Afta and economic growth: A study of the pioneering asean-5 members / James Paul

James, Paul (2016) Afta and economic growth: A study of the pioneering asean-5 members / James Paul. PhD thesis, University of Malaya.

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    This thesis investigates empirically the causal relationship between changes in tariffs, and growth in Gross Domestic Product (GDP), inflows of net foreign direct investment (FDI), exports, and imports among the pioneering ASEAN-5 countries over the period of 1970 to 2013.The objective is to revisit the debate on tariff liberalization and the claims of its positive impact on these variables. The analysis is divided into two periods, i.e. the pre-AFTA (ASEAN Free Trade Zone) period of 1970-1992 and the AFTA period of 1992 to 2013.The ASEAN-5 of Indonesia, Malaysia, the Philippines, Singapore, and Thailand have experienced a trend decline in tariffs, and rapid GDP, net FDI inflows, export and import growth over the period 1970-2013. Apart from Singapore, the remaining countries did not show a significant relationship between tariff deregulation and GDP growth in all the periods. The relationship in Singapore was significant in the period 1992-2013. The results suggest that other factors have played a more significant role than tariffs in GDP growth in these economies. In addition, the general argument that the liberalization of tariffs will foster net FDI inflows is not supported by the evidence from Malaysia, the Philippines and Singapore. Indonesia and Thailand showed that tariff liberalization Granger caused net FDI inflows in the long period of 1970-2013. However, there was no evidence to show that changes in tariffs influenced growth in net FDI inflows in the periods before and following the introduction of AFTA in 1992. The evidence shows that the statistical relationship between tariff reduction and export growth is significant for Indonesia and Thailand, and the ASEAN-5 as a whole over the 1992-2013 and 1970-2013 periods. Interestingly, the CEPT mechanism from the AFTA process appears important in driving exports in Indonesia and Thailand. That relationship was only significant for Malaysia over the 1970-2013 periods at the 10 percent level. Also, there was no evidence of a significant relationship between tariffs and exports in the Philippines and Singapore. There is no statistical evidence of a relationship between changes in tariffs and import growth in Indonesia, the Philippines and Thailand among the ASEAN-5. While it may be necessary for policy makers in Indonesia, the Philippines and Thailand to be concerned over the impact of tariff deregulation on import growth, such a sudden surge in imports could be a consequence of deregulation targeted at attracting FDI into the previously protected sector of automobile assembly and automotive components. While the statistical evidence is robust we have not controlled for the counterfactual, which is not possible using data. Overall, the results show a significant impact of tariff deregulation particularly on net FDI inflows, exports and imports in Indonesia and Thailand. However, the results also show that deregulation is not a panacea for stimulating rapid economic growth. In contrast to the claims of mainstream economics, several other factors matter, including government policy and the success they enjoy in stimulating structural change from low to high value added activities.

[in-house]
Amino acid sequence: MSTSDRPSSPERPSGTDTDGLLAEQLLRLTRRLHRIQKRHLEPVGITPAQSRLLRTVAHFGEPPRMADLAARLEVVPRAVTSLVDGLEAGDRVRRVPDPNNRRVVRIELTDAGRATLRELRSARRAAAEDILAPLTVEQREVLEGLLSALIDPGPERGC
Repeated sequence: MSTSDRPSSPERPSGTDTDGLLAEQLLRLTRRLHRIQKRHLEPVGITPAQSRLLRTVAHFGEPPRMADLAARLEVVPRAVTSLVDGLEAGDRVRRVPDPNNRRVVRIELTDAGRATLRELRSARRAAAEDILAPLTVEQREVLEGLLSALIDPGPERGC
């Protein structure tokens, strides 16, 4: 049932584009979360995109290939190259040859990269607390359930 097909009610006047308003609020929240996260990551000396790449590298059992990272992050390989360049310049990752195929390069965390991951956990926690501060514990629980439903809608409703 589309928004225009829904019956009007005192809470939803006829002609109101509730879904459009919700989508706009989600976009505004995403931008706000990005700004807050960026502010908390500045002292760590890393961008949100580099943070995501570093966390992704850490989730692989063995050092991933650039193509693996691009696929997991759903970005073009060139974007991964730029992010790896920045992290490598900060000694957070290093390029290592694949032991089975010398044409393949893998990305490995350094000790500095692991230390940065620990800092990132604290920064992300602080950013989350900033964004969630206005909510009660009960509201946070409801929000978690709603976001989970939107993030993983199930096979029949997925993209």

Item Type: Thesis (PhD)
    Additional Information: Thesis (PhD) – Faculty Economics and Administration, University of Malaya, 2016.
    Uncontrolled Keywords: Economic growth; ASEAN countries; Foreign direct investment; Gross Domestic Product (GDP)
    Subjects: H Social Sciences > HB Economic Theory
    H Social Sciences > HC Economic History and Conditions
    Divisions: Faculty of Economics & Administration
    Depositing User: Mrs Nur Aqilah Paing
    Date Deposited: 20 Oct 2016 11:10
    Last Modified: 18 Jan 2020 10:48

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